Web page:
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Old May 13th 13, 10:48 PM posted to uk.d-i-y
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Default patio gravel/slope


Right, I've had three pallets of patio blocks sitting around since last
year, and I really must get around to doing something with them...

I'm assuming a layer of sand (about an inch) immediately beneath the
blocks (and a layer of weed matting) - then x inches of gravel.

a) What's a good type of gravel to use? ISTR local concrete firm
suggesting pea gravel (back when I was going to get this done last year
before the cold season hit and I ran out of time) - but I've seen others
saying that pea gravel is awful as a bed for patios because it doesn't
compact nicely (not to mention that it's not necessarily that cheap).

b) What sort of minimum/maximum thickness is sensible for the gravel?
Soil here is quite sandy down to a foot or so, then clay beneath that. I
think I've read "somewhere around 4 inches" in multiple places, but the
experts might think otherwise :-)

c) I assume I should slope it slightly away from the house to promote
water run-off; is there any good rule of thumb for the angle (fall vs.
distance)?

One gotcha is that the land also slopes slightly along the side of the
house; I think that even without any digging down that I've got a drop of
about 8" at the low end. I expect I'll need a bit of retaining wall at
this end below the outermost row of patio blocks - will a row of
interlocking bricks likely keep the gravel behind them in check, or
should I be looking at doing something a bit more substantial (e.g.
mortared together, and/or foundation, or using blocks that can be staked
into the ground)?

cheers

Jules

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Old May 14th 13, 06:23 AM posted to uk.d-i-y
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Default patio gravel/slope

Jules Richardson wrote:

One gotcha is that the land also slopes slightly along the side of the
house; I think that even without any digging down that I've got a drop of
about 8" at the low end. I expect I'll need a bit of retaining wall at
this end below the outermost row of patio blocks - will a row of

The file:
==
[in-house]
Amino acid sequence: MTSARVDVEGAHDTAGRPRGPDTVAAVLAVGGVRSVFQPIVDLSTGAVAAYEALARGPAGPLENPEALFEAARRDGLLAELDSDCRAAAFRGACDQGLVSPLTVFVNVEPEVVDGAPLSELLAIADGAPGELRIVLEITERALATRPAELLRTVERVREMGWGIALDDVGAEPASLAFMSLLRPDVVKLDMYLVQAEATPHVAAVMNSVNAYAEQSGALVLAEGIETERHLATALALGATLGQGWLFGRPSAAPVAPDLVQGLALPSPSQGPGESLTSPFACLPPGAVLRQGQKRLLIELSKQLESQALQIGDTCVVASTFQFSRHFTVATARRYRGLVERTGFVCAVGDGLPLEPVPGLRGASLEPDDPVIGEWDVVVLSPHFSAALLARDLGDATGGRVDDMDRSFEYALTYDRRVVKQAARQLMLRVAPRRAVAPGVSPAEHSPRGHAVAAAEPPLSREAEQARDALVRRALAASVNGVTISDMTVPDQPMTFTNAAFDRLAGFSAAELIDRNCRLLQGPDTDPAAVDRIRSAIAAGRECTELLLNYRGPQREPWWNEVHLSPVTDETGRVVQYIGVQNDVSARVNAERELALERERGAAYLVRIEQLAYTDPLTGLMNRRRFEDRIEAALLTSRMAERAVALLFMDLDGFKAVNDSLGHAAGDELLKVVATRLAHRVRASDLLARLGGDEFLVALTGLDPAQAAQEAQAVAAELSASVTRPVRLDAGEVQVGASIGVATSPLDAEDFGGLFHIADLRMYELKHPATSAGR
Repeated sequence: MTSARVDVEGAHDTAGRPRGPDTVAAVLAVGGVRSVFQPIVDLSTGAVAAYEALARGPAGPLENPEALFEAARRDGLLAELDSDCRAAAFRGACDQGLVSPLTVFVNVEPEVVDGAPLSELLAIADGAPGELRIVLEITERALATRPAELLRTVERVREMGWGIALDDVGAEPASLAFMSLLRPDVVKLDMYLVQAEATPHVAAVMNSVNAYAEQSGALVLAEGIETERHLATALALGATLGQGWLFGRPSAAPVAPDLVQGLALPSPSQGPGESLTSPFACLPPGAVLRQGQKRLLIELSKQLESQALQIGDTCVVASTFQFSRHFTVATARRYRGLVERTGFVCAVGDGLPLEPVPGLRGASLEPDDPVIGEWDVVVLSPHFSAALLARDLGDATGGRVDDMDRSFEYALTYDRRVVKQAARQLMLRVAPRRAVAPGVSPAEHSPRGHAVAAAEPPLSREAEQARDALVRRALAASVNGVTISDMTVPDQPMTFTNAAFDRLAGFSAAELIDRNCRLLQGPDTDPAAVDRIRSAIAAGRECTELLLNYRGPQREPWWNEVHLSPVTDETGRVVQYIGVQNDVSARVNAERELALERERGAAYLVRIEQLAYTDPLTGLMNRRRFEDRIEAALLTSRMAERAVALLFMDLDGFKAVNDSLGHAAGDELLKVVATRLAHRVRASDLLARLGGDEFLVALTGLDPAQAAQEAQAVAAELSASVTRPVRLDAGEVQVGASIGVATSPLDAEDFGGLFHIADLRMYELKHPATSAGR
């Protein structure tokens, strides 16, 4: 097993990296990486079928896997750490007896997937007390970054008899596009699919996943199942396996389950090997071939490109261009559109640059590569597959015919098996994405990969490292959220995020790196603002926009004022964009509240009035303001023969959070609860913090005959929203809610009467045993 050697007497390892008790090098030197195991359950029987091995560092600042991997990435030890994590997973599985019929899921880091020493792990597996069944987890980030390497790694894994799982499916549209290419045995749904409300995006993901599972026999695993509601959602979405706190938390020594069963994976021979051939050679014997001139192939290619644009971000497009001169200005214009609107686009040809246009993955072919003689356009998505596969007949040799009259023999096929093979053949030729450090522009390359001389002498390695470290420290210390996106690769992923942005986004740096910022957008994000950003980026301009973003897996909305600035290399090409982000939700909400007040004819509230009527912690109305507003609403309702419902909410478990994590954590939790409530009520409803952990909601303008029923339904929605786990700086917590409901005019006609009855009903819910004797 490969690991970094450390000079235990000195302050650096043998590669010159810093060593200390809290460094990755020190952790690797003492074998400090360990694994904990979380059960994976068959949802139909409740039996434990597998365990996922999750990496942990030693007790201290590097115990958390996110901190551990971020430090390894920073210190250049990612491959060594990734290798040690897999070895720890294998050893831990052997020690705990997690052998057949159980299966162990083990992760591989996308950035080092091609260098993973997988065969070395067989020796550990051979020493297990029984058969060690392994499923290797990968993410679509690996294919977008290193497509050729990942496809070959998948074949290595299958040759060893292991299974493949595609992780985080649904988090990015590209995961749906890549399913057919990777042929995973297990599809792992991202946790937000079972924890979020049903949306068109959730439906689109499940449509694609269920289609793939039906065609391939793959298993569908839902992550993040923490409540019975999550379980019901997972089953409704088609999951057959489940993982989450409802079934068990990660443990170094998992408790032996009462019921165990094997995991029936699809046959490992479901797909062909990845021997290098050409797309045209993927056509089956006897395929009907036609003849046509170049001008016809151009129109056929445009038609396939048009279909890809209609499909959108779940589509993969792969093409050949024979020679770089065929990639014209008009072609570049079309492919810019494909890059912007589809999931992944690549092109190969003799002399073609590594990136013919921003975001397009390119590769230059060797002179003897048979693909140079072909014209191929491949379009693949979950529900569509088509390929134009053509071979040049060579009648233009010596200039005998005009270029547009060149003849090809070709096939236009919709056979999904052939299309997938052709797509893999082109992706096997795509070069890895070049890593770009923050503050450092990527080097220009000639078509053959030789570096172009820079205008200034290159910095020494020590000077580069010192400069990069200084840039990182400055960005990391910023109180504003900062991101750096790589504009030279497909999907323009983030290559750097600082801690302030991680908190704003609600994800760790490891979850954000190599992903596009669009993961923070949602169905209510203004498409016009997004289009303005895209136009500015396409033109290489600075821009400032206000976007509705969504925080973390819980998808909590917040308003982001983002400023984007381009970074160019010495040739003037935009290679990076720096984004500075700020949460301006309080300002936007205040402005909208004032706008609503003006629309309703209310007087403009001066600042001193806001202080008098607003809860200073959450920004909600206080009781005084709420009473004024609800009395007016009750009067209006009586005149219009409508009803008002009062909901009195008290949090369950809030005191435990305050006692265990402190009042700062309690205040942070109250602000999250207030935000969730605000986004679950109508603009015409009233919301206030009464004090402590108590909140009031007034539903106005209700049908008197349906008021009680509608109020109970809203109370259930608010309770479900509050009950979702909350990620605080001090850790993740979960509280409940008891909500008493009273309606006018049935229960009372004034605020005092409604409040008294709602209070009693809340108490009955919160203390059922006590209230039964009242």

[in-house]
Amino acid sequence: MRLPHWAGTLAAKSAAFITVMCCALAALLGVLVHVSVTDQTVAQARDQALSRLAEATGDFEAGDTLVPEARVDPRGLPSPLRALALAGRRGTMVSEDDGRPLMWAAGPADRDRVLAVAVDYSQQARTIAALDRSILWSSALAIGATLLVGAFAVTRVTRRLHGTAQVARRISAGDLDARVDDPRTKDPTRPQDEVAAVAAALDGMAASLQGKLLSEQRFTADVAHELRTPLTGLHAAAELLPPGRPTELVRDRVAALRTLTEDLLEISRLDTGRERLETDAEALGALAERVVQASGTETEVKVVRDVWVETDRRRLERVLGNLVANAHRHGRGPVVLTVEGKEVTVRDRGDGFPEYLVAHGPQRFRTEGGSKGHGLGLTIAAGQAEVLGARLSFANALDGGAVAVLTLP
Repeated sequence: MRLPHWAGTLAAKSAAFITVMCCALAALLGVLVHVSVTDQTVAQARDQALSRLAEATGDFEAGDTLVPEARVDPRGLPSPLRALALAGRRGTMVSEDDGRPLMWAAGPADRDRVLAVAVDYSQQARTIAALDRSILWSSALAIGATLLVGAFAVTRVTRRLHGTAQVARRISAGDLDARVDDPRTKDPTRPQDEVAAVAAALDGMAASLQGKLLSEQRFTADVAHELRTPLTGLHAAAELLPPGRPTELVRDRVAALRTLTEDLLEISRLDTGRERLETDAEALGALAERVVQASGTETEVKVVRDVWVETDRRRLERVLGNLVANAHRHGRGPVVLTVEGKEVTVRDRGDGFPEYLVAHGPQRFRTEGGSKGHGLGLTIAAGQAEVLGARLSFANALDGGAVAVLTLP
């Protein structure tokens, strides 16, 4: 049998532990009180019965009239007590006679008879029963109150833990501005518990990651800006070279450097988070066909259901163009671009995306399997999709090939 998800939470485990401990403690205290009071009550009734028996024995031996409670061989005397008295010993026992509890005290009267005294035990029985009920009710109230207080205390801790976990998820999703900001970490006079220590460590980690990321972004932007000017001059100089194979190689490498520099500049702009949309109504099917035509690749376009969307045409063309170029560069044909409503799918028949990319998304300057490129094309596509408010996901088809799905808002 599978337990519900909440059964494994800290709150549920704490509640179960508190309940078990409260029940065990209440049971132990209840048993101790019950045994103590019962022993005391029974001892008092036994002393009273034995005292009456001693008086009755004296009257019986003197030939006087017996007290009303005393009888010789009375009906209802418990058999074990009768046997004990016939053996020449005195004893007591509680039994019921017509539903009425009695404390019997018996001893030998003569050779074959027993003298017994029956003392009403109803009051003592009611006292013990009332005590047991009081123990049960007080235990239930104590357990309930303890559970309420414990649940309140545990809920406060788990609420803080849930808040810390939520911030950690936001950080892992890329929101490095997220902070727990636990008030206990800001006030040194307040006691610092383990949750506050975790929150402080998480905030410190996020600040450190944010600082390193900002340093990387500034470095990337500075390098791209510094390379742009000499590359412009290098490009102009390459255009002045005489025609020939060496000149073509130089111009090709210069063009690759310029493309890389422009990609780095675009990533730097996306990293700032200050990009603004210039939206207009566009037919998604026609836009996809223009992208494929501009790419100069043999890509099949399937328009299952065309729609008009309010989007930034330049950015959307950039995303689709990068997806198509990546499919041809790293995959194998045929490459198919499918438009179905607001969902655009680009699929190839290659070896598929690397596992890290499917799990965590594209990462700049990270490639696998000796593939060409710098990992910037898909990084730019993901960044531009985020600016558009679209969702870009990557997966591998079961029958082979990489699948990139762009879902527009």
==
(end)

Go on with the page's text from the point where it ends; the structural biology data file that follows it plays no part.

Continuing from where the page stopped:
interlocking bricks likely keep the gravel behind them in check, or
should I be looking at doing something a bit more substantial (e.g.
mortared together, and/or foundation, or using blocks that can be staked
into the ground)?


Kerbstones are what I used. Nothing has moved and it was a few years back.
You will of course need some sort of edging or the blocks themselves
will move.
Can you build the ground up so it supports the edge of the paved area?
Bill
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Old May 14th 13, 07:40 AM posted to uk.d-i-y
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Default patio gravel/slope

On May 14, 5:23*am, Bill Wright wrote:
Jules Richardson wrote:
One gotcha is that the land also slopes slightly along the side of the
house; I think that even without any digging down that I've got a drop of
about 8" at the low end. I expect I'll need a bit of retaining wall at
this end below the outermost row of patio blocks - will a row of
interlocking bricks likely keep the gravel behind them in check, or
should I be looking at doing something a bit more substantial (e.g.
mortared together, and/or foundation, or using blocks that can be staked
into the ground)?


Kerbstones are what I used. Nothing has moved and it was a few years back..
You will of course need some sort of edging or the blocks themselves
will move.
Can you build the ground up so it supports the edge of the paved area?
Bill


Also be sure to use sharp sand. Fine sand is displaced in wet weather
and comes up the cracks, allowing the blocks to sink.